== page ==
Saturday, December 30, 2000

Inaccurate Cargo

Well, at least from here I can access

Unfortunately, when I go to, it takes me to Hmm.

I think I'll wait until the new year to see if this clears up before bugging tech support about this one.

Friday, December 29, 2000

Doctored in mathematics...

...I could have been a don.

As part of the continuing push to revamp my web pages for 2001, I have cleaned up the math pages on my site. New and of note are PDF versions of all the papers -- this format should be accessible to a greater portion of web surfers, especially those outside the mathematics community.

Thursday, December 28, 2000


I just got back from helping a friend of my parents set up his first computer. Well, attempting to, anyway. Everything seemed to be going well -- I removed all the extraneous plastic coverings, plugged everything where it needed to be plugged. I powered up the system and the monitor. As Windows ME started and I decided I would need to shut down the on-line setup so we could do it later, the monitor started flickering. I went to check that it was plugged in properly, and my assistant said, "It's stopped flickering." I looked up and said, "Yes, but there's smoke coming out of the speaker." I unplugged everything very quickly. It's back to the store, probably tonight, to exchange it for a less smoky one.

Look for the companies involved to be flogged in this spot if we don't obtain satisfaction.


I've re-vamped the D&D part of my web site, mainly by adding a new weblog for the campaign for which I'm the Dungeon Master.


Just a quick note to mention that I've moved hosting of my web site over to RNI. The exciting part of this for me is that starting later this week, my web site will be available permanently at, no matter which provider I'm using.

I'm planning to take advantage of the switch to improve a few things. If you find any broken links, please e-mail me.

Today, I've restored a lot of old links to the archive, so you can see what was on my mind early in the year.

Tuesday, December 19, 2000


I associate certain restaurants with particular places fairly strongly, so much so that going to eat somewhere becomes a major goal of a trip. When I got to Cincinnati, I want to eat at Skyline; when I'm in Athens (GA), The Grill or Taco Stand is an important stop; and Ann Arbor draws me toward Cottage Inn, Zingerman's or Blimpieburger. During my recent trip to Berkeley, I missed my chance to visit Blondie's, a pizza place that is one of my few positive memories of my year there.

Yesterday afternoon, we were given the afternoon off the conference to explore San Diego. I decided to skip the sights and TCOB. Steve, another guy from Back East, had business at the same location, so I gave him a ride.

We needed to find a place to grab a quick lunch. Searching my memories of my summer in San Diego, the UTC food court was a close, convenient place to get a bite. Unfortunately, it didn't occur to us that holiday shopping season would be in full swing, and the quest for a parking space would throw "quick" out the window. Eventually, however, my karma prevailed and we found a place.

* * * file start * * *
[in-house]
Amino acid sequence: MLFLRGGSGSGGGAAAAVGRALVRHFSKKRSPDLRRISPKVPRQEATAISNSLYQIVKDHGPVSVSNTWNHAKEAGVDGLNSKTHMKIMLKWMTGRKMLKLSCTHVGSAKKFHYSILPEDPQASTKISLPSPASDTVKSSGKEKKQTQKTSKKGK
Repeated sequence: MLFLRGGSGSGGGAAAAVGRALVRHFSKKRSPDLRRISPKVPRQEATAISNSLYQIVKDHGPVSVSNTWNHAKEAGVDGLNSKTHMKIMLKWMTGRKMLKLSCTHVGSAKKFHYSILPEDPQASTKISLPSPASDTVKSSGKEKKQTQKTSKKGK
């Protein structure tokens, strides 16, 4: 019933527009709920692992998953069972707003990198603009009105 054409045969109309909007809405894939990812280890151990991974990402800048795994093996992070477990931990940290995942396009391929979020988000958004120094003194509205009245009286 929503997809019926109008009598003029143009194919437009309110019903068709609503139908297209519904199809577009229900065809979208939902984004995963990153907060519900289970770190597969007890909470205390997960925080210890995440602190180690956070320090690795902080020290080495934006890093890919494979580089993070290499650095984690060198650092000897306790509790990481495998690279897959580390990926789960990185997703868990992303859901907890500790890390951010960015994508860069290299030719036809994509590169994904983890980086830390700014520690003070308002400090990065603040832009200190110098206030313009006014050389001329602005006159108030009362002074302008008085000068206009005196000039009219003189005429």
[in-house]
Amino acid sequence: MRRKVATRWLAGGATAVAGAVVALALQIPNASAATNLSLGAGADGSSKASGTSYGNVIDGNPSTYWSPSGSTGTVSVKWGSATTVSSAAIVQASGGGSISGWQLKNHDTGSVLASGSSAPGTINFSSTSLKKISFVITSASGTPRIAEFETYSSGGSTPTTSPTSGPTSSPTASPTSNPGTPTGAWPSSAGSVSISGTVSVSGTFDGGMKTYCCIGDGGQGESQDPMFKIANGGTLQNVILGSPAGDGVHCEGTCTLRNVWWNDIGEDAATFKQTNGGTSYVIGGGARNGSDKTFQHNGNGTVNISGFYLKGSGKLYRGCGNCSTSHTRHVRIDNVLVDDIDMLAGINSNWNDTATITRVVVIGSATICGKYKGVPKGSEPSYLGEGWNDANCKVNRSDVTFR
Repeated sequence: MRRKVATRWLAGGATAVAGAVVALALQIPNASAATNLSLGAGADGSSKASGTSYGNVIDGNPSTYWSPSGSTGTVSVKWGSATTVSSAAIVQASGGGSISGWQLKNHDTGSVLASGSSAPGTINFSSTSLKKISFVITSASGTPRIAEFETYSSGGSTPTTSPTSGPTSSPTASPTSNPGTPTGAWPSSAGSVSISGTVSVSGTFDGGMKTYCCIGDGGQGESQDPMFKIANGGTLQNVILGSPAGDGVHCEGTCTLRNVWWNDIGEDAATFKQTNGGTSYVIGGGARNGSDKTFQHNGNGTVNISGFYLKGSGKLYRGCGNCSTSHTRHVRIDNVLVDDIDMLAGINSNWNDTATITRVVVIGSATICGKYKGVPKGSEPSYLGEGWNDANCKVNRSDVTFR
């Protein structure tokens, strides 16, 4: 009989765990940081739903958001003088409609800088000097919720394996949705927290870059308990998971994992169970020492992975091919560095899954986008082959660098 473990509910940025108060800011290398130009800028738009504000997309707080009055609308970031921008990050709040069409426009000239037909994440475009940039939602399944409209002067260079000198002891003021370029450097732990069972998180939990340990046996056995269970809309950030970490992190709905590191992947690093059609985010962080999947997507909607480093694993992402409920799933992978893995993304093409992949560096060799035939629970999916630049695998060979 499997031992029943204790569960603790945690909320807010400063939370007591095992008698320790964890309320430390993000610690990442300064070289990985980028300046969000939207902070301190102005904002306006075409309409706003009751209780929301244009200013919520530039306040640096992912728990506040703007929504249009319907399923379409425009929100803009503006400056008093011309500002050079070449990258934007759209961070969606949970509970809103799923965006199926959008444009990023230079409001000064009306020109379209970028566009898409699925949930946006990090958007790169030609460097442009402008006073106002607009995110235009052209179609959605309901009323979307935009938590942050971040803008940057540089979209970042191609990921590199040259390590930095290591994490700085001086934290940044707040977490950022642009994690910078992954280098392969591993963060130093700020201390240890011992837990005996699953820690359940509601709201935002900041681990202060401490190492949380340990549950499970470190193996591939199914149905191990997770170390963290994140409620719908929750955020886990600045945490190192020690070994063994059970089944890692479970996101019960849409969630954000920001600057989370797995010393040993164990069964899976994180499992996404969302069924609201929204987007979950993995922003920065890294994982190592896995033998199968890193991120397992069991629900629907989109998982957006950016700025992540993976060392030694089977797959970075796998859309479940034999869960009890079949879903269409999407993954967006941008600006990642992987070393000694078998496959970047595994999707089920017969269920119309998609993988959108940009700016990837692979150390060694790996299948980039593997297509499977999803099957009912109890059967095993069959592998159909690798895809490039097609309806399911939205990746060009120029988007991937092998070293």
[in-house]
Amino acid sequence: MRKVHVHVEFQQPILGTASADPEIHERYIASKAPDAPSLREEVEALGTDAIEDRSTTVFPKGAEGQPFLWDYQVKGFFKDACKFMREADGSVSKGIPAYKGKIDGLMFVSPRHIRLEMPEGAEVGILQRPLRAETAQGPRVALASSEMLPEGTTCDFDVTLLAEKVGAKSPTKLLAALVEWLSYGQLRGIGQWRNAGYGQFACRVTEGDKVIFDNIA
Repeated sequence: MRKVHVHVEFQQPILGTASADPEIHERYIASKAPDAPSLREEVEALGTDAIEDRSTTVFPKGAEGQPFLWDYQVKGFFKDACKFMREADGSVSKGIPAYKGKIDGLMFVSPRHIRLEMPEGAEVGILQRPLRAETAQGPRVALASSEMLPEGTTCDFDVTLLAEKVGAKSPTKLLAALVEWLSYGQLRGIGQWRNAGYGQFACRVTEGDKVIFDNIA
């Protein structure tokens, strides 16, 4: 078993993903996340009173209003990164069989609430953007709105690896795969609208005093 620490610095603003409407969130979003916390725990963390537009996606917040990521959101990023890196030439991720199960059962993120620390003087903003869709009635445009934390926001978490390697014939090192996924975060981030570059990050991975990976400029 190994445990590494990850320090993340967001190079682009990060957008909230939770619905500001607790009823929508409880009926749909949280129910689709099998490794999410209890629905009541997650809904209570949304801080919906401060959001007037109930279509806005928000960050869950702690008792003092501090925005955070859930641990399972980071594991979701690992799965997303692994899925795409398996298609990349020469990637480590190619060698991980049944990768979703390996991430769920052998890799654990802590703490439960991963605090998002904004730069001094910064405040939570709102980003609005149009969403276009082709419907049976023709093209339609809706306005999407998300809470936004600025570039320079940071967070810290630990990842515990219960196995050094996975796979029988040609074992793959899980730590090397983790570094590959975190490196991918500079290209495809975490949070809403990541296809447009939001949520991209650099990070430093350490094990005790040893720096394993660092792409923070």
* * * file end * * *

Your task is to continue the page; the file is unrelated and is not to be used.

Steve lost any concern with his delay when he discovered that the food court contained a Rubio's franchise. Rubio's is, he explained, San Diego's foremost purveyor of fish tacos. Fish tacos, I knew, were the characteristic food of San Diego. I remember being jarred by the sight of a "Fish Tacos" sign at a concession stand at a Padres game.

I admit I didn't find Rubio's fish tacos particularly exquisite compared to others I had tasted before. But I was glad to get a chance to go there, even if I never made it to Blondie's.

Sunday, December 17, 2000

San Diego

When I got off the plane it was 81o. Wow. I briefly regretted my decision to pack long-sleeved shirts. (The weather has since cooled off slightly.) I retrieved my luggage, which was at the most crowded baggage carousel I've seen. People were tripping over each other trying to get their suitcases out of there. I picked up my rental car in a remarkably hassle-free experience and hit the freeways of San Diego.

I hadn't been back since I lived here in the summer of '93. Blue skies, warm weather, ocean views...why did I leave? Ah, well. I'm happy in Maryland, but this wouldn't be too bad either. I found my way to my hotel, which turned out to be in Old Town San Diego. It's fairly touristy, but as a traveler, having restaurants and shops nearby is pretty cool.

I could hardly wait to head for one of the many nearby Mexican restaurants. Sigh. But I had the opening conference banquet in a few hours. I wandered down the street, browsed through a gallery containing a number of Chuck Jones prints and contented myself with a couple of margaritas and some chips and salsa.

After a quick nap, I headed for the banquet. When I arrived, I realized that the conference featured many nodding acquaintances, but nobody I knew really well -- none of my old Georgia buddies. I picked out a table, nodded at a few people and sand down. One, an elderly mathematician, seemed to recognize me more than I expected, given that I had not seen him since '93. I chatted with a Canuck about the different voting systems in use in the US & Canada and tried to enjoy my non-Mexican meal. Then, at one point, the aforementioned elderly gentleman referred to me as "Jeff" and asked me a question about another mathematician. I realized that he had mistaken me for someone else, perhaps 20 years my senior. I felt really awkward -- how do you point out to someone that they not only don't remember you, but they've just mistaken you for someone who comes closer to doubling your age than equaling it? I ducked and said I didn't know anything about the guy he had asked me about, which puzzled the man I was talking to, since he thought we worked together.